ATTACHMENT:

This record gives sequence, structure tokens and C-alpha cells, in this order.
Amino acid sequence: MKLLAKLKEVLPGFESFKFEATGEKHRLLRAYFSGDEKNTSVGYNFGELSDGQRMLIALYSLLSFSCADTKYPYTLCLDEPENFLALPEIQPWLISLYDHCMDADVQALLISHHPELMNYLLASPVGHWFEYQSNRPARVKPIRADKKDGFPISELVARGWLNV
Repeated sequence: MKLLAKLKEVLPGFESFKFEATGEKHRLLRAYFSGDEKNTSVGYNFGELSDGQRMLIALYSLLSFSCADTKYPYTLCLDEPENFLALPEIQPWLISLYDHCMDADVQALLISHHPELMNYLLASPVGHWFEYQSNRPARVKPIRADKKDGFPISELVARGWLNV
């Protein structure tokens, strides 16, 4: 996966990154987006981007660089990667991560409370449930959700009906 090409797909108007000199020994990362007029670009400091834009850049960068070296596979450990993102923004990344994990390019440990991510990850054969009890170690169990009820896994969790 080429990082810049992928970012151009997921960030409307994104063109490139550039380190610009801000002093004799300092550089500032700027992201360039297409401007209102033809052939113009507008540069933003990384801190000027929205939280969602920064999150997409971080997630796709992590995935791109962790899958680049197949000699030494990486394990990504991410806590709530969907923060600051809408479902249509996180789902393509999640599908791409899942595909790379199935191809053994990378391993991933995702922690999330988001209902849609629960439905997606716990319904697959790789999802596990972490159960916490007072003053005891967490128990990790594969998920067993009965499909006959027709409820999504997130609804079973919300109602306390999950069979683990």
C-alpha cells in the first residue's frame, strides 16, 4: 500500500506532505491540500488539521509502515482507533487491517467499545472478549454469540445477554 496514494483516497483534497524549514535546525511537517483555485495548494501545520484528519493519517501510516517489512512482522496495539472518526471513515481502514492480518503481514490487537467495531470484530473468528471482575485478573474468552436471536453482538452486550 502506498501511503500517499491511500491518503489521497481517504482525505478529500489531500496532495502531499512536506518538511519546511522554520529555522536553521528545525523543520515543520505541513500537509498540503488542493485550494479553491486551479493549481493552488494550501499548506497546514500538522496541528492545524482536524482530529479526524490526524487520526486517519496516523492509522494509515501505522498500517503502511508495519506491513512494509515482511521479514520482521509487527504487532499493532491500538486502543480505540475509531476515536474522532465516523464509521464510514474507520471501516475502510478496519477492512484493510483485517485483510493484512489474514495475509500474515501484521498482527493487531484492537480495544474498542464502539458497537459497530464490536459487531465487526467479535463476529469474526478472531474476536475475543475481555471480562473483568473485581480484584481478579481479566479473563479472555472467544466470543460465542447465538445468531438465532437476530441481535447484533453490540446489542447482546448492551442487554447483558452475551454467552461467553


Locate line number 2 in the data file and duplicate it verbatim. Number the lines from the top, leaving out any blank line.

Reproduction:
Amino acid sequence: MKLLAKLKEVLPGFESFKFEATGEKHRLLRAYFSGDEKNTSVGYNFGELSDGQRMLIALYSLLSFSCADTKYPYTLCLDEPENFLALPEIQPWLISLYDHCMDADVQALLISHHPELMNYLLASPVGHWFEYQSNRPARVKPIRADKKDGFPISELVARGWLNV